According to a Senate subcommittee testimony last week, nearly 1,500 immigrant children were lost in government arranged foster homes last year, with the suspicion that many of them were kidnapped by human traffickers.
During the hearing, Senator Heidi Heitkamp of North Dakota told child protection representatives with the Health and Human Services Department (HHS) that they were "the worst foster parents in the world."
"You are the worst foster parents in the world. You don't even know where they are. We are failing. I don't think there is any doubt about it. And when we fail kids that makes me angry," Heitkamp said.
Many of the children are still unaccounted for, but some of them who have been found were held captive by human traffickers in terrible conditions.
Subcommittee Chairman Senator Rob Portman said that an investigation into the lost children began after the HHS put eight children from Guatemala into the custody of human traffickers, who forced them to work on a farm for 12 hours a day without pay.
“It is intolerable that human trafficking — modern-day slavery — could occur in our own backyard. What makes the Marion cases even more alarming is that a U.S. government agency was responsible for delivering some of the victims into the hands of their abusers,” Portman said after learning of the case.
“Whatever your views on immigration policy, everyone can agree that the administration has a responsibility to ensure the safety of the migrant kids that have entered government custody until their immigration court date,” Portman said.
Since that incident came to light, HHS and The Department of Homeland Security (DHS) promised to check up on the unaccompanied immigrant children who passed through their care. After these checkups, it was revealed that many more children were slipping through the cracks than anyone anticipated.
Acting assistant secretary at HHS, Steven Wagner, told the committee that between October and December of 2017, HHS called 7,635 children that the agency placed with sponsors and they were only able to track down 6,075 of them. At least 28 of them had reportedly run away, five others were deported, 52 were living with someone else and 1,475 were missing.
The number of children in danger could be much larger, considering that since 2013, more than 180,000 unaccompanied immigrant children passed into America, and very few of them had family in the states who they could stay with, so many of them were placed in the care of random foster families who did not have to go through the same types of background checks and scrutiny that foster families usually do.
The agencies blame their neglect of these children on low budgets, but they seem to have billions to spend on fighting the drug war and creating a police state at the border.
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Of those 180,000 children that were placed in new homes, it is hard to imagine how many are currently missing, since so many of the 7,635 children who were actually followed up on could not be found.
In 2016, an AP investigation found that more than two dozen children had been sent to homes where they were sexually assaulted, starved or forced to work for little or no pay.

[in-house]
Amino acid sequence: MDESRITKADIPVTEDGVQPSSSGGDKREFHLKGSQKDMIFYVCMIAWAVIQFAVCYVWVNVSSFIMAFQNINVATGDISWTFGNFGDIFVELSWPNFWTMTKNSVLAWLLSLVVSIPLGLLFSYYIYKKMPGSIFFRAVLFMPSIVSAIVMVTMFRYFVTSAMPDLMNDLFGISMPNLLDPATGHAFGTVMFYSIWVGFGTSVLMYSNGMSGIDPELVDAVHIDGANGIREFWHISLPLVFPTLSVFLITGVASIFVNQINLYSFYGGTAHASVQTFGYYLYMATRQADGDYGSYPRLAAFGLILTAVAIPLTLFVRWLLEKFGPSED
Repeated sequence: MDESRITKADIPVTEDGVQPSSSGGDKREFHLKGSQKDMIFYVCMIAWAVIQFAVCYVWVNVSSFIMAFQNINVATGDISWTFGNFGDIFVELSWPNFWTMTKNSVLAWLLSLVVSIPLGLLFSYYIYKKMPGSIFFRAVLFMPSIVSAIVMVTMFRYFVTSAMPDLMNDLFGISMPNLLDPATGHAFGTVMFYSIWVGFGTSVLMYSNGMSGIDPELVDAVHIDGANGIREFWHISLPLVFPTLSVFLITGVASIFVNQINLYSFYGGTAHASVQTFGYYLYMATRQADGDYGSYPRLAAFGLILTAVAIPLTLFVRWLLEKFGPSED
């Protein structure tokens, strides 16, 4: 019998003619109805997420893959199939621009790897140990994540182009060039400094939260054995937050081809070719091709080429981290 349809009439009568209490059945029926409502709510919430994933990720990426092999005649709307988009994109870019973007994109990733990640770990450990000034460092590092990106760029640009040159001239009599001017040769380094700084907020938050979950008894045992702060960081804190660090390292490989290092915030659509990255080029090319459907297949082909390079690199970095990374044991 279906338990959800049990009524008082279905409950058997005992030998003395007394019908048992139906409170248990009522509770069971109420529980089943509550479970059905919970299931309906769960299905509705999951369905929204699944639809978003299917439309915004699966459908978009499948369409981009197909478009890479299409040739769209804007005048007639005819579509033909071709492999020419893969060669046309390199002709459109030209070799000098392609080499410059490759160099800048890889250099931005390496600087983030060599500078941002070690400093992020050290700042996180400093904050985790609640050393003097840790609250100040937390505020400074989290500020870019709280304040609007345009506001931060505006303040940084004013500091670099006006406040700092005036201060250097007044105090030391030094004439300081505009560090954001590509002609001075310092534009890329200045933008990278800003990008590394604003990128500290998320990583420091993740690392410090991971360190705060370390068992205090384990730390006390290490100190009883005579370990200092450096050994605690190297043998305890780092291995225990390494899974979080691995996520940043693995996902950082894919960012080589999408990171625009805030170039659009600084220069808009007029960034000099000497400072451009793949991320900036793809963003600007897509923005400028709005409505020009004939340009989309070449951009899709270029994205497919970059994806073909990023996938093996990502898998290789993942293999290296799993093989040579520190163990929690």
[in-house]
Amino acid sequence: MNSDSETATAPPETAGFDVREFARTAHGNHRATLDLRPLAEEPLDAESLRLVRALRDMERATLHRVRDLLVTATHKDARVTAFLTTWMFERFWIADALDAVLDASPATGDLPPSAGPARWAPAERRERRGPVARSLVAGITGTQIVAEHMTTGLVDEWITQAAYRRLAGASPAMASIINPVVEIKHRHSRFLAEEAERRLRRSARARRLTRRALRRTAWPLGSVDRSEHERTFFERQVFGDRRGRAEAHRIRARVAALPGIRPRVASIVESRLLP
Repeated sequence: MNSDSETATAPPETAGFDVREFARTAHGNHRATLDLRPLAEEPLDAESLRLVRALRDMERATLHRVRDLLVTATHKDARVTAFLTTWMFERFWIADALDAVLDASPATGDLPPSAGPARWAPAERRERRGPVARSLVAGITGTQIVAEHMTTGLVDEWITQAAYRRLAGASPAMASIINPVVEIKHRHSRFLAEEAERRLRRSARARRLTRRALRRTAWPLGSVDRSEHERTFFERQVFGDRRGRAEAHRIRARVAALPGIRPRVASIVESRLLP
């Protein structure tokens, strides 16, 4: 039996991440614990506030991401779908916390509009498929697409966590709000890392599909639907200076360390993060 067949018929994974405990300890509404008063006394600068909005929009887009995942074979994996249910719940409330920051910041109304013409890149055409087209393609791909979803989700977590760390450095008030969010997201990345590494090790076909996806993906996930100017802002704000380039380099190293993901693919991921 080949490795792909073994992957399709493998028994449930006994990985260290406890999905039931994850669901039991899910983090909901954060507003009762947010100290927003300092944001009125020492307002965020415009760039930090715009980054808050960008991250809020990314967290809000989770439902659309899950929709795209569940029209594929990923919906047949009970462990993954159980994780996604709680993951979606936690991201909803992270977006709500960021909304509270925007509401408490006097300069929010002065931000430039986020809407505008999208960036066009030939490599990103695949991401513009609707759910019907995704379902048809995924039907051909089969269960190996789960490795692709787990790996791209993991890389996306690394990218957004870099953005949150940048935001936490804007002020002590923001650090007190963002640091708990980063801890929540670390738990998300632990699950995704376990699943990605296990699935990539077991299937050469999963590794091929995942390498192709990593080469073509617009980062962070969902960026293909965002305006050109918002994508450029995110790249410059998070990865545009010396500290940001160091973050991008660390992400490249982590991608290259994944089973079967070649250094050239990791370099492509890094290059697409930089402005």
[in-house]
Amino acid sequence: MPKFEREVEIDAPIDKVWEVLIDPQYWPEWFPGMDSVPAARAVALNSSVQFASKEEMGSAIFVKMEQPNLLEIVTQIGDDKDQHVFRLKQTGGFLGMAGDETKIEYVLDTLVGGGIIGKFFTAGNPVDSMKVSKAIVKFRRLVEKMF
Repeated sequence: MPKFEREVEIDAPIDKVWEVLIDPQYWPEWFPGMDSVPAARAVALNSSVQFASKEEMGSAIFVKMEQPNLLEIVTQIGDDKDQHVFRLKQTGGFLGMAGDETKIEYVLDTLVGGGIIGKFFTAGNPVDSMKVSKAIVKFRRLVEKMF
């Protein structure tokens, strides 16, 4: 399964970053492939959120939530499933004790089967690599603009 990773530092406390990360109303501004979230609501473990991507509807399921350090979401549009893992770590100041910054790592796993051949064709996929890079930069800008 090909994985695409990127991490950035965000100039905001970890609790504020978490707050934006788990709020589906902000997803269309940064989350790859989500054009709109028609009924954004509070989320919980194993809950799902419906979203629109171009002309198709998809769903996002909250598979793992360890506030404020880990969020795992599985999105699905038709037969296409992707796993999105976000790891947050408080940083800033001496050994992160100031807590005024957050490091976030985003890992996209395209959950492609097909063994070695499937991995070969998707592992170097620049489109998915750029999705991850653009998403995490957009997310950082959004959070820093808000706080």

Child welfare lawyers from Ohio who testified at the hearing said that increased persecution from immigration enforcers has made family members of unaccompanied children who enter the US afraid or unable to take custody.
One of these attorneys, Jessica A. Ramos, suggested that the children be appointed lawyers, in addition to having the opportunity to reunite with family members in the US without fear of deportation.
"Prioritization of enforcement over humanity is endangering children. My clients, despite having been born in another country and not speaking English, are still, above all things, children. Children who deserve to be safe from harm. Children who deserve a chance, just like our own children," Ramos said.
There have been similar concerns in Europe as well—in 2016, it was reported that more than 10,000 immigrant children may have disappeared after arriving in Europe over a two-year time period.
"It's not unreasonable to say that we're looking at 10,000-plus children. Not all of them will be criminally exploited; some might have been passed on to family members. We just don't know where they are, what they're doing or whom they are with," Europol's chief of staff told the Observer newspaper.
While it is possible that some of these children are intentionally staying under the radar because they fear deportation, there have been enough cases of human trafficking in these circumstances to show that this is a widespread problem.
Along with immigrants and refugees, Native Americans have an especially high risk of becoming victims of human traffickers. As The Free Thought Project reported last year, Native American women and children are disappearing from areas near oil fields, where thousands of workers from around the country live in "man camps." Investigations have revealed human trafficking to be a factor in many of these instances, but police in native tribes do not have jurisdiction to arrest non-natives, making it difficult to prosecute the human traffickers who are preying on their community.
Sadly, whether they are immigrants, natives, orphans, or just poor, children who are in vulnerable positions become easy targets for predators, and they are often ignored by the law as well, since these are already groups who are not treated with the dignity that they deserve by the systems that they live under.